Some other findings:

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Mobile:

  • Orange is way ahead of everybody else (92 percent positive) but it may have little to do with Kenya (and more the international brand)
  • Safaricom had 11,000 conversation online, with people talking about the business and Michael Joseph (outgoing CEO), not about products prices. Sixty-six percent was positive, and varied from month to month, with some negative on their customer service and competition/regulation
  • Most intriguing, the bulk of conversation about Safaricom does not happen in Africa. It's highest in US, UK and Germany. In Africa, there is some conversation in Kenya, Uganda, and South Africa – and in Kenya its associated with four blogs (Kenyanjobs, siku-moja, bankelele, and kenyaprincessproject)

Banking:

  • Ecobank has 5,000 mentions, and Stanbic 900 mentions – but Ecobank spiked as a result of an unrelated Ecobank twitter account in Japan (not Africa), while for Stanbic it was due to coverage of a cricket tournament in Zimbabwe
  • Highest conversation about Stanbic is in UK, while for Ecobank its in the US
  • There are very few conversations about banks or their business, and these are happening mainly outside Kenya and Africa (Ecobank is associated with this blog on the strength of a couple of blog posts about the bank’s 2010 AGM in Nairobi)
  • There is an Opportunity for banks, to engage, and not just about Internet banking products

Tourism:

  • Kenya tourism conversation is 81 percent positive, 16 percent negative – (jambo ad annoyed people on the net) – and again a lot of conversation in UK and US.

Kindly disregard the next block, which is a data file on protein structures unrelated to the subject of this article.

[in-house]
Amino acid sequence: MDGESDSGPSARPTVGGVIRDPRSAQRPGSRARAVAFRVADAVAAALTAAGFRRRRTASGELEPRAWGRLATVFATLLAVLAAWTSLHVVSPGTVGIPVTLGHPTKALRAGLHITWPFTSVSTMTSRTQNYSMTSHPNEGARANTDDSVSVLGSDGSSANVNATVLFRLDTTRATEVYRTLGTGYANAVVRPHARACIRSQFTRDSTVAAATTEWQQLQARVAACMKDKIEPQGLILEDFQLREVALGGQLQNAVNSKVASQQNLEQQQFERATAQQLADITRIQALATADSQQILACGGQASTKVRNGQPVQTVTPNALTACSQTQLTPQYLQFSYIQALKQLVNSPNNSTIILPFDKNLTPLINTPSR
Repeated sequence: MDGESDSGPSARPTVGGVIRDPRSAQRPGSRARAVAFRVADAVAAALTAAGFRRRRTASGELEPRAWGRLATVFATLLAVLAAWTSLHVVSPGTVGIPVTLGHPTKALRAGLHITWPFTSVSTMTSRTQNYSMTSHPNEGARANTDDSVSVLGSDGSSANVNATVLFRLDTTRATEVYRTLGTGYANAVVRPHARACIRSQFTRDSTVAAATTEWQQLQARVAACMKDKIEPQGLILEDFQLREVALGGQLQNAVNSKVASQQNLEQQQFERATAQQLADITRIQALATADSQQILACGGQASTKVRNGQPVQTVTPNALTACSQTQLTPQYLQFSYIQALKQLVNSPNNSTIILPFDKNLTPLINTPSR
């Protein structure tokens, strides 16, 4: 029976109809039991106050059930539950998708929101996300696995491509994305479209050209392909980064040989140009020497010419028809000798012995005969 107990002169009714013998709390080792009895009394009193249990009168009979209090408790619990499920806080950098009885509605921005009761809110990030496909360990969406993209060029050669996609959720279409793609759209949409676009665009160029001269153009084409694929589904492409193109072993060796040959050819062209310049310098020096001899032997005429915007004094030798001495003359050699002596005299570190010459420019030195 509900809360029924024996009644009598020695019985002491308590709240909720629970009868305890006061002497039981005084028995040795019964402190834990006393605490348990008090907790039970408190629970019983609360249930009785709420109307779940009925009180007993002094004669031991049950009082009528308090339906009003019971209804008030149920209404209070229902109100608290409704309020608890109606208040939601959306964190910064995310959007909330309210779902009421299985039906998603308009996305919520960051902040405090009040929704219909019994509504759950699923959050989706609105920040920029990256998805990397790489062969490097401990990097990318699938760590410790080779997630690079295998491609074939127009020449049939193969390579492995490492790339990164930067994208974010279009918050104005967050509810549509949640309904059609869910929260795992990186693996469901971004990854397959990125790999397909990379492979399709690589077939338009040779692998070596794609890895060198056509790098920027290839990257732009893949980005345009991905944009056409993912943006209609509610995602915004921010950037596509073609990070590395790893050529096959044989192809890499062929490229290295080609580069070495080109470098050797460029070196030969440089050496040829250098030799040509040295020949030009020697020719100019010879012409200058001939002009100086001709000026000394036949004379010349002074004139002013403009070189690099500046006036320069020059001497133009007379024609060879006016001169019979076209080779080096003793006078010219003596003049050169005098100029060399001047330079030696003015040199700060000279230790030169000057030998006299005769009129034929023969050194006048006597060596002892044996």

• While Kenya gets good conversation given the budget they spend, Kenyan tourism only gets as much positive conversation as Nigeria – showing a need for more positive content creation and engagement online
  • Concern that despite the natural beauty of Kenya (wildlife, beaches, scenery), 0 percent is taking place on photo or image sites – a missed opportunity to create visual content.

Summary:

  • Very little conversation about African brands is originating in Africa, and there are opportunities for links to be created either with influential blogs, social media, etc.
  • Complaints cause large spikes in conversation
  • Companies need to monitor online conversation, beyond press clippings
  • Companies need to incorporate digital plans in their branding exercise

– Limo Bankelele blogs on banking and business trends in Africa at Bankelele.

The Christian Science Monitor has assembled a diverse group of Africa bloggers. Our guest bloggers are not employed or directed by the Monitor and the views expressed are the bloggers' own, as is responsibility for the content of their blogs. To contact us about a blogger, click here.